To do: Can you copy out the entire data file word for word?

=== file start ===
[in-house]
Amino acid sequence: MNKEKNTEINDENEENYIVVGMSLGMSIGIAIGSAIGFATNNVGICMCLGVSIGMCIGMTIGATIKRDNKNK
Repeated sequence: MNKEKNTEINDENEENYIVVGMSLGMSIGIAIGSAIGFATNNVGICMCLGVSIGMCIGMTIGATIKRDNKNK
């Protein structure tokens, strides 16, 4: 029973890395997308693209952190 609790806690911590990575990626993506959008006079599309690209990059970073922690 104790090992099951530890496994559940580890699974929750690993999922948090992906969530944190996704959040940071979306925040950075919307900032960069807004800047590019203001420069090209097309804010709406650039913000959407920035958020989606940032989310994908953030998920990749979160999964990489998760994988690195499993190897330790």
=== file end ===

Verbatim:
[in-house]
Amino acid sequence: MNKEKNTEINDENEENYIVVGMSLGMSIGIAIGSAIGFATNNVGICMCLGVSIGMCIGMTIGATIKRDNKNK
Repeated sequence: MNKEKNTEINDENEENYIVVGMSLGMSIGIAIGSAIGFATNNVGICMCLGVSIGMCIGMTIGATIKRDNKNK
């Protein structure tokens, strides 16, 4: 029973890395997308693209952190 609790806690911590990575990626993506959008006079599309690209990059970073922690 104790090992099951530890496994559940580890699974929750690993999922948090992906969530944190996704959040940071979306925040950075919307900032960069807004800047590019203001420069090209097309804010709406650039913000959407920035958020989606940032989310994908953030998920990749979160999964990489998760994988690195499993190897330790």